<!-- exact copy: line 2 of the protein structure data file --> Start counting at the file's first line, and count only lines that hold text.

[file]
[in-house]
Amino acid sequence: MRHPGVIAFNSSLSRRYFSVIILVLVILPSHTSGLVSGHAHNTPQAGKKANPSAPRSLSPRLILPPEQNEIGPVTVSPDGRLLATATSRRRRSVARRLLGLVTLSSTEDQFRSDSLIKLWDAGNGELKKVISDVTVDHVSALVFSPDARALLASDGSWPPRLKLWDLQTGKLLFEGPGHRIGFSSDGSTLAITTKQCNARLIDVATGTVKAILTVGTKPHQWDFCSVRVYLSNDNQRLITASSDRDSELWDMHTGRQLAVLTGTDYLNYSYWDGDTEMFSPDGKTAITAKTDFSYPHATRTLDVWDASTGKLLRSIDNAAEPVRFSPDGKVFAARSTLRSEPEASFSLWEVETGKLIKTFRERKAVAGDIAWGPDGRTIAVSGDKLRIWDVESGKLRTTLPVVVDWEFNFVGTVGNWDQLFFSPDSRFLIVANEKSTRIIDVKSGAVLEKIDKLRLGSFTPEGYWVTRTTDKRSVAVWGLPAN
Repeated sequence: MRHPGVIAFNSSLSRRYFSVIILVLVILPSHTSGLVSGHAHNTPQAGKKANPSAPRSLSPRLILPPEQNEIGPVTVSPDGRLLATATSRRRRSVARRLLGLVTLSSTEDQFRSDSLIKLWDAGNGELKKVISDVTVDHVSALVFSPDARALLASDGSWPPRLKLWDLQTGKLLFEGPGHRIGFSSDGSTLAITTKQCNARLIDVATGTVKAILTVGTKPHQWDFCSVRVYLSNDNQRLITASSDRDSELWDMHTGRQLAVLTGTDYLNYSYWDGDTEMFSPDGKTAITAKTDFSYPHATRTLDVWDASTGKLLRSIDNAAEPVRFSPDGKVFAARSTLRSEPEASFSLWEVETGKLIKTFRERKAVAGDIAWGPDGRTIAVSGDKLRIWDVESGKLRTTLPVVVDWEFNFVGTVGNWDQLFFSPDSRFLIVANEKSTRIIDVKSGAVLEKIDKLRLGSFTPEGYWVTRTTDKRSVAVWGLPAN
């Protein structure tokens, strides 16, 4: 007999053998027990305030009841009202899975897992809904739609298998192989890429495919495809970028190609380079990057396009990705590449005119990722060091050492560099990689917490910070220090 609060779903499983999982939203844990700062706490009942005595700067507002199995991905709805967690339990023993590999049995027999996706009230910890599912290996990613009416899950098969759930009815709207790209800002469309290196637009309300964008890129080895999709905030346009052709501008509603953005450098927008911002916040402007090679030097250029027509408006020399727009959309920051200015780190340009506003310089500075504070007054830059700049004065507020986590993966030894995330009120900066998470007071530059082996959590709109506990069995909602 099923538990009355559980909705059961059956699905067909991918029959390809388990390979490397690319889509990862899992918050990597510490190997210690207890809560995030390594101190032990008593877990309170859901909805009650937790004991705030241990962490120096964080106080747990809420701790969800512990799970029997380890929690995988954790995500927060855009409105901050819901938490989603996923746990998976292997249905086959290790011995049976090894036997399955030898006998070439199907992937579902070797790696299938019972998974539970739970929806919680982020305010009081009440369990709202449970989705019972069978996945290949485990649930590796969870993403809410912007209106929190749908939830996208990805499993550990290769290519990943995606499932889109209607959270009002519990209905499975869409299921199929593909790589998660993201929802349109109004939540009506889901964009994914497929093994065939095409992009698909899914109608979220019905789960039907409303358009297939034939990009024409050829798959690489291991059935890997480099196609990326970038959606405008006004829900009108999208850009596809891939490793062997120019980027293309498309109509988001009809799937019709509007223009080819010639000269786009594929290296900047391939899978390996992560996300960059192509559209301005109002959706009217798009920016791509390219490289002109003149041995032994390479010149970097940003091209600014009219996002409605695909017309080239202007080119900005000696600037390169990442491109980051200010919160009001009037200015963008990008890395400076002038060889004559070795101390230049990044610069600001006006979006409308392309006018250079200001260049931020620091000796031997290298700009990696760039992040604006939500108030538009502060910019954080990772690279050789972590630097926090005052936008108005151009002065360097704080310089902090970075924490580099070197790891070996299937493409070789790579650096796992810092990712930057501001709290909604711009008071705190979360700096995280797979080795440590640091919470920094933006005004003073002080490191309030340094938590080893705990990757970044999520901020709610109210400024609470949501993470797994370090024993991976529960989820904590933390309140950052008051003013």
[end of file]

Amino acid sequence: MRHPGVIAFNSSLSRRYFSVIILVLVILPSHTSGLVSGHAHNTPQAGKKANPSAPRSLSPRLILPPEQNEIGPVTVSPDGRLLATATSRRRRSVARRLLGLVTLSSTEDQFRSDSLIKLWDAGNGELKKVISDVTVDHVSALVFSPDARALLASDGSWPPRLKLWDLQTGKLLFEGPGHRIGFSSDGSTLAITTKQCNARLIDVATGTVKAILTVGTKPHQWDFCSVRVYLSNDNQRLITASSDRDSELWDMHTGRQLAVLTGTDYLNYSYWDGDTEMFSPDGKTAITAKTDFSYPHATRTLDVWDASTGKLLRSIDNAAEPVRFSPDGKVFAARSTLRSEPEASFSLWEVETGKLIKTFRERKAVAGDIAWGPDGRTIAVSGDKLRIWDVESGKLRTTLPVVVDWEFNFVGTVGNWDQLFFSPDSRFLIVANEKSTRIIDVKSGAVLEKIDKLRLGSFTPEGYWVTRTTDKRSVAVWGLPAN